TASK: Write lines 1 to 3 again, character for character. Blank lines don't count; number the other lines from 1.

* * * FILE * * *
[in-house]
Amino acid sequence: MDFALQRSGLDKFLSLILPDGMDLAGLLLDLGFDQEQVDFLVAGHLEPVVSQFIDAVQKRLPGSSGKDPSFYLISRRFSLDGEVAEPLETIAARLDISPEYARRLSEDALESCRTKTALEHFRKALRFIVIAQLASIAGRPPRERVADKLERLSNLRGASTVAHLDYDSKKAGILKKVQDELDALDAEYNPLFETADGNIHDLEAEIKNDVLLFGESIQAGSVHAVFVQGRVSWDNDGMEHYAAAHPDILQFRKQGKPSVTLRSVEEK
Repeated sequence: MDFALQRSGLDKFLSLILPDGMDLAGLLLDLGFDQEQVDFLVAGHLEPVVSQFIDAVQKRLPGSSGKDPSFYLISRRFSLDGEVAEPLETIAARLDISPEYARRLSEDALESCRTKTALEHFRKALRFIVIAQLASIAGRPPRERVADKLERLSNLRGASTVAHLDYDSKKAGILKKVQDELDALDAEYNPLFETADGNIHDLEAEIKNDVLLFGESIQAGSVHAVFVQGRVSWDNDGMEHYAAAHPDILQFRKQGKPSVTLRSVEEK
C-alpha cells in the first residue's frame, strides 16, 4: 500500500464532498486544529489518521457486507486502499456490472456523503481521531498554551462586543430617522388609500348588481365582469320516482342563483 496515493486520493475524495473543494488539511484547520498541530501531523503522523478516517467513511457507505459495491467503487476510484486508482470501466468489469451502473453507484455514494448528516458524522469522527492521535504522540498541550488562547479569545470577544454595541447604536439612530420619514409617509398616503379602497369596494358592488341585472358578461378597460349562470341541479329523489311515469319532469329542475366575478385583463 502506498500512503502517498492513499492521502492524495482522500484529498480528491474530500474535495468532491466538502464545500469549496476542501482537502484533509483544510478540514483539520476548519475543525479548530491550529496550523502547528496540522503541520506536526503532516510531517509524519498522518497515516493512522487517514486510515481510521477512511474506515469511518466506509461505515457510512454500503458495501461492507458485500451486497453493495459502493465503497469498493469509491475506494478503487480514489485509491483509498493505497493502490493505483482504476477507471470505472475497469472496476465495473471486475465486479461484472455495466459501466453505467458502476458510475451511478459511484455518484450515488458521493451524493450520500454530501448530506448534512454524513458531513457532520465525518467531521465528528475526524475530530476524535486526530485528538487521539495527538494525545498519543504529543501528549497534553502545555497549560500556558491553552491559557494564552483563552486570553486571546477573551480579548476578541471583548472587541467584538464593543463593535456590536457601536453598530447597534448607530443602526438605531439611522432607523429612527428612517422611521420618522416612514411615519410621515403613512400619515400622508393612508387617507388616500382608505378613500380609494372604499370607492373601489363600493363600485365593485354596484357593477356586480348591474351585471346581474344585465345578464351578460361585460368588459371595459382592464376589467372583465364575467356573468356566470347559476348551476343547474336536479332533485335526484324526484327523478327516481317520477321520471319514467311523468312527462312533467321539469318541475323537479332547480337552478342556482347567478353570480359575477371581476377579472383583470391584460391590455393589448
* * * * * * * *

[in-house]
Amino acid sequence: MDFALQRSGLDKFLSLILPDGMDLAGLLLDLGFDQEQVDFLVAGHLEPVVSQFIDAVQKRLPGSSGKDPSFYLISRRFSLDGEVAEPLETIAARLDISPEYARRLSEDALESCRTKTALEHFRKALRFIVIAQLASIAGRPPRERVADKLERLSNLRGASTVAHLDYDSKKAGILKKVQDELDALDAEYNPLFETADGNIHDLEAEIKNDVLLFGESIQAGSVHAVFVQGRVSWDNDGMEHYAAAHPDILQFRKQGKPSVTLRSVEEK
Repeated sequence: MDFALQRSGLDKFLSLILPDGMDLAGLLLDLGFDQEQVDFLVAGHLEPVVSQFIDAVQKRLPGSSGKDPSFYLISRRFSLDGEVAEPLETIAARLDISPEYARRLSEDALESCRTKTALEHFRKALRFIVIAQLASIAGRPPRERVADKLERLSNLRGASTVAHLDYDSKKAGILKKVQDELDALDAEYNPLFETADGNIHDLEAEIKNDVLLFGESIQAGSVHAVFVQGRVSWDNDGMEHYAAAHPDILQFRKQGKPSVTLRSVEEK